Over a six-month period in 2009, University of Georgia researchers asked residents of Athens, Georgia to read The Atlanta Journal-Constitution with an Amazon Kindle DX.
Athens was recently dropped from the AJC's circulation area.
Led by UGA professors Dean Krugman, Tom Reichert and Barry Hollander, the researchers found that readers of all ages were impressed by the readability of the Kindle screen, but few thought it a suitable replacement for a traditional newspaper.
(While Amazon's Kindle is better known for its book-reading capabilities, the large-format DX model is pitched as a textbook and newspaper replacement.)
This was especially pronounced by younger adults, who said the Kindle fell short compared to smartphones that have touchscreens and support for multiple applications and the Internet.
"The e-reader felt 'old' to them," the study's authors wrote.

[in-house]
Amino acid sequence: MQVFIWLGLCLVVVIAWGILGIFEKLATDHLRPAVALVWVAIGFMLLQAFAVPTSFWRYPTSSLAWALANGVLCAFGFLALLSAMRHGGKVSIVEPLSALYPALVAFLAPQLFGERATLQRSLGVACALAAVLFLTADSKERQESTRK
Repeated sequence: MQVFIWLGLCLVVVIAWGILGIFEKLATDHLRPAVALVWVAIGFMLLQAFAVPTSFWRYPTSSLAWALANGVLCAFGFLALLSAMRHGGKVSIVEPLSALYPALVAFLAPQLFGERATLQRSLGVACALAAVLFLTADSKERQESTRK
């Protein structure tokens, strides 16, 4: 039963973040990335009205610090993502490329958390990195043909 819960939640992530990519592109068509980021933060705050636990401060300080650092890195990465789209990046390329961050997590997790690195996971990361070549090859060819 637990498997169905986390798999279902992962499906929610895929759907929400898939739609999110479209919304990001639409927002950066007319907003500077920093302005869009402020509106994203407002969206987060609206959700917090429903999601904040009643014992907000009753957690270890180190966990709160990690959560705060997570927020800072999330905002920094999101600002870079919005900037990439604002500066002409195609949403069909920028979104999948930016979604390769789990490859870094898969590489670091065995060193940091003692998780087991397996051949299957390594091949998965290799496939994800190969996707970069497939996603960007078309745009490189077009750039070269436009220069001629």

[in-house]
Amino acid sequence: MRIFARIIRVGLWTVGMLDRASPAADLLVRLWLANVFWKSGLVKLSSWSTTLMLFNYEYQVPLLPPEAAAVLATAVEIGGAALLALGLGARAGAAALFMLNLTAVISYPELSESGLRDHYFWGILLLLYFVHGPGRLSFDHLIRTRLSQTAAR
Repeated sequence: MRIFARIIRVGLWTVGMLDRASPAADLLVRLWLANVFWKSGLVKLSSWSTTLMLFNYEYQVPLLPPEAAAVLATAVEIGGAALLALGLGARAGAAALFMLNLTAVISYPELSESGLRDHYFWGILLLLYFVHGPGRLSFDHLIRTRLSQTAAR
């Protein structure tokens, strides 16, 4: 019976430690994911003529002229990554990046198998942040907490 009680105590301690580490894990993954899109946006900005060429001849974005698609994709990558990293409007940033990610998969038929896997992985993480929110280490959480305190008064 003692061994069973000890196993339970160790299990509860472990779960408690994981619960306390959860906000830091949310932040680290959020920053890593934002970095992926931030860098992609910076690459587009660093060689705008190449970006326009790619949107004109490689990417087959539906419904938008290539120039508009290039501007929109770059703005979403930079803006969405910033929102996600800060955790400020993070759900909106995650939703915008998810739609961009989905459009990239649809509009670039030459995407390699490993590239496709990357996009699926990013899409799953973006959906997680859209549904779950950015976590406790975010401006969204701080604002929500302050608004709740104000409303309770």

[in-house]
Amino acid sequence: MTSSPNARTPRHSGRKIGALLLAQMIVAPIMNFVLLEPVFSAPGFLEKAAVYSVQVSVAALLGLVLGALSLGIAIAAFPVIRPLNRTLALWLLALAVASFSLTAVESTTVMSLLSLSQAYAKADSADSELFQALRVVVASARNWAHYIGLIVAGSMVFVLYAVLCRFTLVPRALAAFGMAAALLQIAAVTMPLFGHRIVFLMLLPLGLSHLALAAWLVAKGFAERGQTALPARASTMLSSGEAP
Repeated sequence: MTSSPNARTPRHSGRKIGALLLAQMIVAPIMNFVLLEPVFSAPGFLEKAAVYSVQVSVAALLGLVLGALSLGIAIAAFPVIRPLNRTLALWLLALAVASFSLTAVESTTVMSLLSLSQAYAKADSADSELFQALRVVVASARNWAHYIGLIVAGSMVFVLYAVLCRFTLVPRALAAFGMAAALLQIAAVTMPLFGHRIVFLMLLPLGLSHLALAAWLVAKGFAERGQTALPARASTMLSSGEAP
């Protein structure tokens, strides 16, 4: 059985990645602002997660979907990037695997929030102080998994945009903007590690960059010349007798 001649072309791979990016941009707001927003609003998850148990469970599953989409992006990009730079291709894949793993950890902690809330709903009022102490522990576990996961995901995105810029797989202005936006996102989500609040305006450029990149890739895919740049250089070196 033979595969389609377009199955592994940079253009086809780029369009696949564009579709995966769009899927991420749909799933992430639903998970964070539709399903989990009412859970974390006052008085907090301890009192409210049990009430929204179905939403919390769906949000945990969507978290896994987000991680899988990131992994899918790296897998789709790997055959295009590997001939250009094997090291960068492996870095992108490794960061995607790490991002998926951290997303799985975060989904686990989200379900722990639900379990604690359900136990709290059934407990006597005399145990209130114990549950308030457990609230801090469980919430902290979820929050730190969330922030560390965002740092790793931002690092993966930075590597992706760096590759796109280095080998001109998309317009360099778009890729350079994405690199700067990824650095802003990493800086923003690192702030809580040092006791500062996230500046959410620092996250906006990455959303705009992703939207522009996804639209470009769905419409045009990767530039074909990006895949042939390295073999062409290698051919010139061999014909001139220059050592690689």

The Georgia results add on to previous reports from Princeton University, one of the schools selected for an early pilot program of the device, who called the Kindle DX "a poor excuse of an academic tool."
Older adults were more receptive to the concept of an e-reader, but found that the Kindle couldn't reproduce some beloved aspects of newspapers: comics, or crossword puzzles.
For all participants, cost was a factor: the Kindle DX’s $489 price tag was seen as too expensive for reading the news, participants said.